Anyway, I got shamed into taking this ridiculous awful class. One of the assignments was to choose a love song — not a sex song! — a love song. Of course “love” as defined by our teacher (we were going to get graded). Our teacher warned us, “Don’t try any funny stuff. I know if something is secretly a sex song. One year a student tried to submit Aretha Franklin’s “Respect” but she didn’t know that I have a black friend” (pause for emphasis. Oooh, you didn’t see that coming, did you kids? Well it’s true, let that sink in for a moment) “and my BLACK FRIEND” (Believe it or not, I befriended a real, live black person) “told me that in the BLACK community” (my black friend is a conduit that runs from the pool of the black collective consciousness DIRECTLY INTO MY BRAIN) “‘Respect’ is a euphemism for sex. So no songs about ‘respect’ because I know what those songs are really about” (because of the secret negro knowledge my BLACK FRIEND imparted to me).
I used this song, thinking that the emphasis on loving forever and forever and waiting a lonely lifetime would satisfy the romantic parameters this woman — who had previously put a condom around her fist and stretched it to cover the entirety of her forearm down to the elbow (“If he says he’s too big ladies, tell him that’s bull honky. Check this out!”) — had set.
I got points docked because the love described in the song was a hypothetical future love and not a description of a healthy relationship.
13. Motion Pictures – Neil Young
Bob Dylan always impressed me as a genius, but Neil Young has always been someone that I feel like I know. He writes songs about watching movies, being drunk and stealing tunes from other artists, being scared, and he’s just so raw and emotional. There’s the classic story of someone shouting at one of his concerts “All your songs sound the same!” and Young replying, “It’s all the same song.” I have found that I can listen to endless amounts of Neil Young and I never get tired of it, it’s like talking to an old friend — familiar but always interesting. My best friend through middle school and high school and I primarily bonded over our shared sense of humor and as music — and the emotions that music carries — became more important to me, our differing tastes became indicative of the process of growing apart. Neil Young was a specific flashpoint. While I was listening to an album, my friend complained about his voice, he said that he sounded like a wounded animal. I found that I couldn’t explain that that was precisely why I liked him.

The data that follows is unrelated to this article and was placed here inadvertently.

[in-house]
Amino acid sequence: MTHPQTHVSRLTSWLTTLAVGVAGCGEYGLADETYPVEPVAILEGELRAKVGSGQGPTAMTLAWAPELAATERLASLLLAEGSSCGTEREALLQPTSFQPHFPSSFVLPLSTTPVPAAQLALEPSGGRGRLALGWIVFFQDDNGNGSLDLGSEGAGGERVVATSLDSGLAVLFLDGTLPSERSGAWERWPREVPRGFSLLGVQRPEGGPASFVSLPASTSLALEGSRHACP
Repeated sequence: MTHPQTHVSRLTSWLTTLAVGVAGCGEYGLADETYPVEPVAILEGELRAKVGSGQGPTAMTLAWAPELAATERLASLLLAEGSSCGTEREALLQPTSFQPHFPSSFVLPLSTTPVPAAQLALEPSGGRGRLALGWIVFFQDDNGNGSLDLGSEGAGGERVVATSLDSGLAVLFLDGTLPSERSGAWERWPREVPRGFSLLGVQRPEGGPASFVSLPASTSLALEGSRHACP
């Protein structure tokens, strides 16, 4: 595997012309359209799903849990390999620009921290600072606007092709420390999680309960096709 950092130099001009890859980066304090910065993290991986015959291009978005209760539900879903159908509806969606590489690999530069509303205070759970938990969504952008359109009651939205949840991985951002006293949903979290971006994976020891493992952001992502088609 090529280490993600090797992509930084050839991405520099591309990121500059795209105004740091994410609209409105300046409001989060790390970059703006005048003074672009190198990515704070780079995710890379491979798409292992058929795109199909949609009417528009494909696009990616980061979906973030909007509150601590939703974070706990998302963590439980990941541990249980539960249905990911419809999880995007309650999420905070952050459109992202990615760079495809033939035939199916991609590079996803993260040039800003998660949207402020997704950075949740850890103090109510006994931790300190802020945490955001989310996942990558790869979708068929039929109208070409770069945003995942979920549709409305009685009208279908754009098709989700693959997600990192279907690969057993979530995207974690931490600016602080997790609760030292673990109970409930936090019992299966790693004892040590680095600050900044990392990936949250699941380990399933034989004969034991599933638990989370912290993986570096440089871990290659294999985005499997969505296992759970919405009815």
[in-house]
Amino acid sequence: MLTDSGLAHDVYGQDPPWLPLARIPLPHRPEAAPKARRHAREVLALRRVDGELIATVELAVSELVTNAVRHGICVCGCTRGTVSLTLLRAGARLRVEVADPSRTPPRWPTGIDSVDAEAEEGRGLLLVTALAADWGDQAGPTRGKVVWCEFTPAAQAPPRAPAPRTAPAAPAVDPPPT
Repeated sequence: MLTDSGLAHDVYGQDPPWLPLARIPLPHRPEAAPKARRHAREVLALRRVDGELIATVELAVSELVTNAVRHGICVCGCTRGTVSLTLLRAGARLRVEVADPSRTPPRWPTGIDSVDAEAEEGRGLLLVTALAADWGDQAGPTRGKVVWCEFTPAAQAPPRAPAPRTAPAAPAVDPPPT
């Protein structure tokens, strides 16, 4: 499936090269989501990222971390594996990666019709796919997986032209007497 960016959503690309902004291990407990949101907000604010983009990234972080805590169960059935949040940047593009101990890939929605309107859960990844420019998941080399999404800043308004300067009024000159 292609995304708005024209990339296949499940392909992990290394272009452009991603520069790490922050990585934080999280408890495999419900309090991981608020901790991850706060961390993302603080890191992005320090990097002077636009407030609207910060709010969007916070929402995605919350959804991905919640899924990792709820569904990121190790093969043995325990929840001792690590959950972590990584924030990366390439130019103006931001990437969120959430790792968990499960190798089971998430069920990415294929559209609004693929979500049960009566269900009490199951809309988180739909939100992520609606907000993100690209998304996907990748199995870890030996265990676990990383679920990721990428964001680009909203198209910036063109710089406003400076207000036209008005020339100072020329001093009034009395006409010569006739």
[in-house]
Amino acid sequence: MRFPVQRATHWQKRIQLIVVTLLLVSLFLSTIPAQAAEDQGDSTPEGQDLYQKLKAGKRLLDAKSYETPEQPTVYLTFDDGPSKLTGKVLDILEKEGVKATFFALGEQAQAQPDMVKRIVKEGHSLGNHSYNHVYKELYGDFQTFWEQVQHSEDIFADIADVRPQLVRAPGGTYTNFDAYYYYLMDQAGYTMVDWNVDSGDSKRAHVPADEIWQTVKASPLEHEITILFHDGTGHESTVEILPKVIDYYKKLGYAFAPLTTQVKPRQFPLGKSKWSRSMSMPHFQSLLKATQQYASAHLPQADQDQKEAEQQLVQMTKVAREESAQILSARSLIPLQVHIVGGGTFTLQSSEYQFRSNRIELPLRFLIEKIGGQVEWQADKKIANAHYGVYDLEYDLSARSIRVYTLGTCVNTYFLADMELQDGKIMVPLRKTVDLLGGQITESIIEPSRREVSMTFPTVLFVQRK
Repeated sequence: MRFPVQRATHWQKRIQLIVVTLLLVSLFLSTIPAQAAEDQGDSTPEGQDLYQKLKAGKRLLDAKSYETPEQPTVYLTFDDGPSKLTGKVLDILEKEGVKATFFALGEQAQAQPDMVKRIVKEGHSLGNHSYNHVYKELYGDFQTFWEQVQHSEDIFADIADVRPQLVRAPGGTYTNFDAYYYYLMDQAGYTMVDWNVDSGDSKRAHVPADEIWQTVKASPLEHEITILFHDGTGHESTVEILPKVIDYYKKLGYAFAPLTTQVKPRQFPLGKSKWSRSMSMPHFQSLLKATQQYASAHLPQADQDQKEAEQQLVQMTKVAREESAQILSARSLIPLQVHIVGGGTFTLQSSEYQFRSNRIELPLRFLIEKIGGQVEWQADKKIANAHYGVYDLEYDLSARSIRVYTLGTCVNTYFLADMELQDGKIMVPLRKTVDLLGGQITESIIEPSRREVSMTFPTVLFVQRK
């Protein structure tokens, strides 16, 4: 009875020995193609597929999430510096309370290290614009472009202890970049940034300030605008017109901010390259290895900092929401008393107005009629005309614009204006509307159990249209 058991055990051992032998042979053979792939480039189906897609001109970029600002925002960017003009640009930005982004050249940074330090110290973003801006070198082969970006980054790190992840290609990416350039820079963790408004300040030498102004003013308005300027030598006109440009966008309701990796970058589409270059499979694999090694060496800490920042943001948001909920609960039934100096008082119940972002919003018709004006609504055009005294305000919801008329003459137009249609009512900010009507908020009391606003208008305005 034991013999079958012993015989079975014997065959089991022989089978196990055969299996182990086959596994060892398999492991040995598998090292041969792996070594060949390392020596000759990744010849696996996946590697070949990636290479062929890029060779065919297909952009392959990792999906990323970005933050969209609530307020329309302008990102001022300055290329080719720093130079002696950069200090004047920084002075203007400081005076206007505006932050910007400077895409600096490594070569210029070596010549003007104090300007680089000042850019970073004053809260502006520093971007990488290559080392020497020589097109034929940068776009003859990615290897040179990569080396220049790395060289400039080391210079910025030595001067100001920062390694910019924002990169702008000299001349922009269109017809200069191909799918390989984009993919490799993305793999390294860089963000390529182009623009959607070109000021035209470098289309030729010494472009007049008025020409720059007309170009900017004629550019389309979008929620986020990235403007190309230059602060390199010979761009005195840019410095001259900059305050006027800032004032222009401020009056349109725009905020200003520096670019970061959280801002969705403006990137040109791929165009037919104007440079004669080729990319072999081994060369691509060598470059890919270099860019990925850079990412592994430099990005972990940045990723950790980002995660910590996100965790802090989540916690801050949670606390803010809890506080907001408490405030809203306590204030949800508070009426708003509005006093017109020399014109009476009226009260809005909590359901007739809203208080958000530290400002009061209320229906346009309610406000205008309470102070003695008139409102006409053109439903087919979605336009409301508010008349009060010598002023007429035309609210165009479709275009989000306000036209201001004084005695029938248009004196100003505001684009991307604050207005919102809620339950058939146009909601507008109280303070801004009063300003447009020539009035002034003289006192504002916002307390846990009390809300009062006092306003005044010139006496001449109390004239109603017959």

14. Run For the Roses – Jerry Garcia
So this is the kindest I could possibly be to myself with respect to my freshman year foray into the world of jam band music. I think that my jam band phase is symbolic of my main problem my freshman year, and the lesson I did not know at the time was: Limitations are a good thing. If you put together six people who are very good at their instruments and a crowd of stoned people who will love whatever they do and then tell them to do whatever they want … well, it took me a while to realize that it wasn’t for me. I went to a Phish concert, a moe concert, and a String Cheese Incident concert — and why? It was largely a social thing, I was trying everything — no limitations! — and going with the flow, just “open to experience.” However, without a strong critical consciousness the experiences I was opening myself to were ones that I couldn’t find much value in later.
I have to say though, that the Grateful Dead are very, very different and I actually think they’re a great band even today. And this concert is different. Jerry Garcia is playing solo acoustic guitar to a group of prisoners at Oregon State Penitentiary. The limitations imposed make for — in my opinion — much, MUCH better songs, and I assume that the prisoners wouldn’t have the same tolerance for self-indulgence that Garcia’s normal audiences would have.
15. Lost Highway – Hank Williams
This song meant a lot to me in college. It’s such a simple, powerful statement about regret. As I smoked cigarettes in the Foxhead I could close my eyes and hear Hank’s voice warning me to change my ways from the back of the white Cadillac he died in, and I would pre-emptively regret the things that I knew I would be doing in the coming years.
16. Deceptacon – Le Tigre